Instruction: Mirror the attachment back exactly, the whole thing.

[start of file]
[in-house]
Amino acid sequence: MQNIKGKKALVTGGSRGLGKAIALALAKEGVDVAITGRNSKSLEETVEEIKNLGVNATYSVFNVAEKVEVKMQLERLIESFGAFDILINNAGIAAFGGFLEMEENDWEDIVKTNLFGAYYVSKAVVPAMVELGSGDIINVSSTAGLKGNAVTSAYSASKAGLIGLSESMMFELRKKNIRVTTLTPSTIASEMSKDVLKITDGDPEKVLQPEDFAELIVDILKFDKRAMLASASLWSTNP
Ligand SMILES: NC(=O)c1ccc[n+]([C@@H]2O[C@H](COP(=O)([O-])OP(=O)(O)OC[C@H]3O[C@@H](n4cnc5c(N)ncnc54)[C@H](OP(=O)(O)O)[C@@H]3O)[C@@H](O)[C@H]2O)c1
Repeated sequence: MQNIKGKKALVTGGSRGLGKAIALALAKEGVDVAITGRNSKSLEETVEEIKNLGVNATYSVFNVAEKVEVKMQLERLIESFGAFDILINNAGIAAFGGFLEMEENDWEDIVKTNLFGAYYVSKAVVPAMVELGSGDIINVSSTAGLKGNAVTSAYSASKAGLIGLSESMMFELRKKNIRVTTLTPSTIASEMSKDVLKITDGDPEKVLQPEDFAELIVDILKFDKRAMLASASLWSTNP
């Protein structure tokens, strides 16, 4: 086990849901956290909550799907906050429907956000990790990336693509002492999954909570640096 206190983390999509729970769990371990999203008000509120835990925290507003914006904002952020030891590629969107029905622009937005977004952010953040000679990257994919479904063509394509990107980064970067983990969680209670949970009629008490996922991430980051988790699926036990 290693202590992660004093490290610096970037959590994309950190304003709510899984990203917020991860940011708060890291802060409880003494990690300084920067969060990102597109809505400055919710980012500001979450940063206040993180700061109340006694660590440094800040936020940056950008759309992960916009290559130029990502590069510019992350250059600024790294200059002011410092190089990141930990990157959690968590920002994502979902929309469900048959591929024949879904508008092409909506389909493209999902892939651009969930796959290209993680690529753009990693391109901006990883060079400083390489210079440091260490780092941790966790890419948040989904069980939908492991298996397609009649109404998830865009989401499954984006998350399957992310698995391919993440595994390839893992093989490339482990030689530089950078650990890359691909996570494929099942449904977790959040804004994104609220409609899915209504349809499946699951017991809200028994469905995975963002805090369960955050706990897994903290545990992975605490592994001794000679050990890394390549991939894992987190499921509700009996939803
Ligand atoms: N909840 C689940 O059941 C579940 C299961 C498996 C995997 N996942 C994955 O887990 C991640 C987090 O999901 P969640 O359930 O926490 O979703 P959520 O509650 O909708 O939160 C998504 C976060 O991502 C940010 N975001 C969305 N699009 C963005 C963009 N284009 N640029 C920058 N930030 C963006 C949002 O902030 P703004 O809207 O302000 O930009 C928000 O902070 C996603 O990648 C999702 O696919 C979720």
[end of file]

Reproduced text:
[in-house]
Amino acid sequence: MQNIKGKKALVTGGSRGLGKAIALALAKEGVDVAITGRNSKSLEETVEEIKNLGVNATYSVFNVAEKVEVKMQLERLIESFGAFDILINNAGIAAFGGFLEMEENDWEDIVKTNLFGAYYVSKAVVPAMVELGSGDIINVSSTAGLKGNAVTSAYSASKAGLIGLSESMMFELRKKNIRVTTLTPSTIASEMSKDVLKITDGDPEKVLQPEDFAELIVDILKFDKRAMLASASLWSTNP
Ligand SMILES: NC(=O)c1ccc[n+]([C@@H]2O[C@H](COP(=O)([O-])OP(=O)(O)OC[C@H]3O[C@@H](n4cnc5c(N)ncnc54)[C@H](OP(=O)(O)O)[C@@H]3O)[C@@H](O)[C@H]2O)c1
Repeated sequence: MQNIKGKKALVTGGSRGLGKAIALALAKEGVDVAITGRNSKSLEETVEEIKNLGVNATYSVFNVAEKVEVKMQLERLIESFGAFDILINNAGIAAFGGFLEMEENDWEDIVKTNLFGAYYVSKAVVPAMVELGSGDIINVSSTAGLKGNAVTSAYSASKAGLIGLSESMMFELRKKNIRVTTLTPSTIASEMSKDVLKITDGDPEKVLQPEDFAELIVDILKFDKRAMLASASLWSTNP
């Protein structure tokens, strides 16, 4: 086990849901956290909550799907906050429907956000990790990336693509002492999954909570640096 206190983390999509729970769990371990999203008000509120835990925290507003914006904002952020030891590629969107029905622009937005977004952010953040000679990257994919479904063509394509990107980064970067983990969680209670949970009629008490996922991430980051988790699926036990 290693202590992660004093490290610096970037959590994309950190304003709510899984990203917020991860940011708060890291802060409880003494990690300084920067969060990102597109809505400055919710980012500001979450940063206040993180700061109340006694660590440094800040936020940056950008759309992960916009290559130029990502590069510019992350250059600024790294200059002011410092190089990141930990990157959690968590920002994502979902929309469900048959591929024949879904508008092409909506389909493209999902892939651009969930796959290209993680690529753009990693391109901006990883060079400083390489210079440091260490780092941790966790890419948040989904069980939908492991298996397609009649109404998830865009989401499954984006998350399957992310698995391919993440595994390839893992093989490339482990030689530089950078650990890359691909996570494929099942449904977790959040804004994104609220409609899915209504349809499946699951017991809200028994469905995975963002805090369960955050706990897994903290545990992975605490592994001794000679050990890394390549991939894992987190499921509700009996939803
Ligand atoms: N909840 C689940 O059941 C579940 C299961 C498996 C995997 N996942 C994955 O887990 C991640 C987090 O999901 P969640 O359930 O926490 O979703 P959520 O509650 O909708 O939160 C998504 C976060 O991502 C940010 N975001 C969305 N699009 C963005 C963009 N284009 N640029 C920058 N930030 C963006 C949002 O902030 P703004 O809207 O302000 O930009 C928000 O902070 C996603 O990648 C999702 O696919 C979720």